Graff doesn't call for pepper spray to be banned. Instead, he recommends it only be used if there is an imminent risk of physical harm, such as a riot.
He appeals for Alberta Justice to monitor and publicly report pepper spray use annually.
"Instruments of restraint and force should only be used in exceptional circumstances," his report says.
"The advocate believes it is imperative that if [pepper] spray is to be used in young offender centres, it should only be used as a last resort."
No limit on 'administrative' segregation
The report criticizes a lack of oversight and legal authority surrounding the use of segregation when young offenders are removed from regular programs and placed in isolation for safety or punitive reasons.
The latest numbers show 333 young people were segregated in 2017/18.
Of the total, 166 were segregated two or more times, and 18 were segregated 10 or more times.
Alberta Justice currently places no time limit on segregation. Disciplinary segregation can't exceed 72 hours but there is no time limit on "administrative" segregation, which is used to ensure the safety and security of staff and inmates.
Some young offenders said they were segregated for days or weeks at a time. A couple of them said they were segregated for two months; one said five months.
"It is alarming that segregation occurs in Alberta's young offender centres without legislation to provide guidance and ensure accountability, transparency, and fairness," the report says.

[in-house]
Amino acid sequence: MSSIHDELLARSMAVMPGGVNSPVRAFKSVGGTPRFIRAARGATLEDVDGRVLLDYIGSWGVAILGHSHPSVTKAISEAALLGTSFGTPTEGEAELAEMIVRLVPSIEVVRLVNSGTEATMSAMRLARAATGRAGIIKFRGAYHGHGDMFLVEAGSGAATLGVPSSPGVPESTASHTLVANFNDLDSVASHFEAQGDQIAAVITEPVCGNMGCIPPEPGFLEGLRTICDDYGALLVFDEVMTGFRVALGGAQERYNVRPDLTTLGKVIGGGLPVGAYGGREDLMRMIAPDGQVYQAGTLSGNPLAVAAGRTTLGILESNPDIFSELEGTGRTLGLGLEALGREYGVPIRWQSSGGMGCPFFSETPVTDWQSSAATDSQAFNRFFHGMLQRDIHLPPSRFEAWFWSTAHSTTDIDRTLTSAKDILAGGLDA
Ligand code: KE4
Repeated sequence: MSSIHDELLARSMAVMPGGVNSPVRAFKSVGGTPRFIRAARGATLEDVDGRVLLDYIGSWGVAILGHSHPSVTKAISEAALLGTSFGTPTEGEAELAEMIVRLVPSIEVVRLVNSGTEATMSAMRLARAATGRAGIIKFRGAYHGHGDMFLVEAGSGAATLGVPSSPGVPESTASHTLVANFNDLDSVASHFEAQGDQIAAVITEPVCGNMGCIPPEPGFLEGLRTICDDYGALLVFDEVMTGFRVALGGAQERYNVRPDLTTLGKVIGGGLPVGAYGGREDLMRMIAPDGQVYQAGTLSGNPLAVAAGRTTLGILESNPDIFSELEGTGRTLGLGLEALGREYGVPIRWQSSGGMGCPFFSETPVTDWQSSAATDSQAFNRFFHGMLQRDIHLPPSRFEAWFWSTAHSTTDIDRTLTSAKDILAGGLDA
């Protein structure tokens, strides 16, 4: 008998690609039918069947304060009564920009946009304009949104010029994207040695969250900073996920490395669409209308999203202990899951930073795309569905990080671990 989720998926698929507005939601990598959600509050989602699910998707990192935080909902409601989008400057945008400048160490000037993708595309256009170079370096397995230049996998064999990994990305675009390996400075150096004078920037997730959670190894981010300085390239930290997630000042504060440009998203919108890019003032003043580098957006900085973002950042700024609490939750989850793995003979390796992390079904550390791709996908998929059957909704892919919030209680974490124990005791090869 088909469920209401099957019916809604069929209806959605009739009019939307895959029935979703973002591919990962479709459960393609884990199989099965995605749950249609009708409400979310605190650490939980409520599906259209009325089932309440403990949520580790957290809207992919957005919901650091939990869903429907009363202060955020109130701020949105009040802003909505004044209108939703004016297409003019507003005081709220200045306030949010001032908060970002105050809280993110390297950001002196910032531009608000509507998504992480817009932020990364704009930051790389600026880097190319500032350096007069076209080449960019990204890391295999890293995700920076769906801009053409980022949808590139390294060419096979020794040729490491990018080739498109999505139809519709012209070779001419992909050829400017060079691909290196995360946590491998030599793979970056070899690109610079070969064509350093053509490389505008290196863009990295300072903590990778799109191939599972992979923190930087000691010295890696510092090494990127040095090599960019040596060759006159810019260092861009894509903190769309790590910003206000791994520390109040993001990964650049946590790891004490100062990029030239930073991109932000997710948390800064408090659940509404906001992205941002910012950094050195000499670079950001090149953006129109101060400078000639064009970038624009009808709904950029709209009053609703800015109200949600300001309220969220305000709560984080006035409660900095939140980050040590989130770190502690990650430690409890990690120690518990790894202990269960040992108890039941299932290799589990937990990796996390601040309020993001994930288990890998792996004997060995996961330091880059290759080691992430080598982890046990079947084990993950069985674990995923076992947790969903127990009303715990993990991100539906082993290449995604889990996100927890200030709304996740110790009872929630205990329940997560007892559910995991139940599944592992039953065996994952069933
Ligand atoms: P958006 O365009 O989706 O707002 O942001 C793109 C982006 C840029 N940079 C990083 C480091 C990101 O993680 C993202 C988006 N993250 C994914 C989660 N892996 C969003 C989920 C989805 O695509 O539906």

The federal government recently introduced legislation to end solitary confinement in federal prisons. Several Canadian jurisdictions have legislation limiting the use of segregation. The report found no comparable safeguards for young people in Alberta young offender centres.
Young people told the advocate they were often segregated for the entire day, with only 30 to 60 minutes to shower, make phone calls or have recreation time. Other people reported feeling that recreation time or phone calls was conditional on behaviour.
In some segregation cells, the only place to sit was on a concrete floor, a bench or a bed frame without a mattress for most of the day. Mattresses and blankets were only provided during sleep hours.
"Stayed for over 80 hours — lights stayed on 24/7. No mattress the first night — second night, got mattress at 11 p.m. and removed again at 6 a.m.," one young person told the advocate.
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The report says segregation can cause mental health issues, from depression to psychosis, and intensify pre-existing mental illnesses. Several young people said they were not seen by a psychologist during their time in segregation.
Graff recommends Alberta Justice review and update its policies to limit the use of segregation and improve conditions in custody. He recommends the province develop an impartial complaints and review process for young people in custody.
An impartial committee that includes external stakeholders should hear complaints and reviews from young people who have been mistreated in custody, and provided with ready access to a supportive adult — such as the child advocate, Graff recommends.
About 90 young people, between the ages of 12 and 18, are held in youth corrections in Alberta on any given day, according to the report.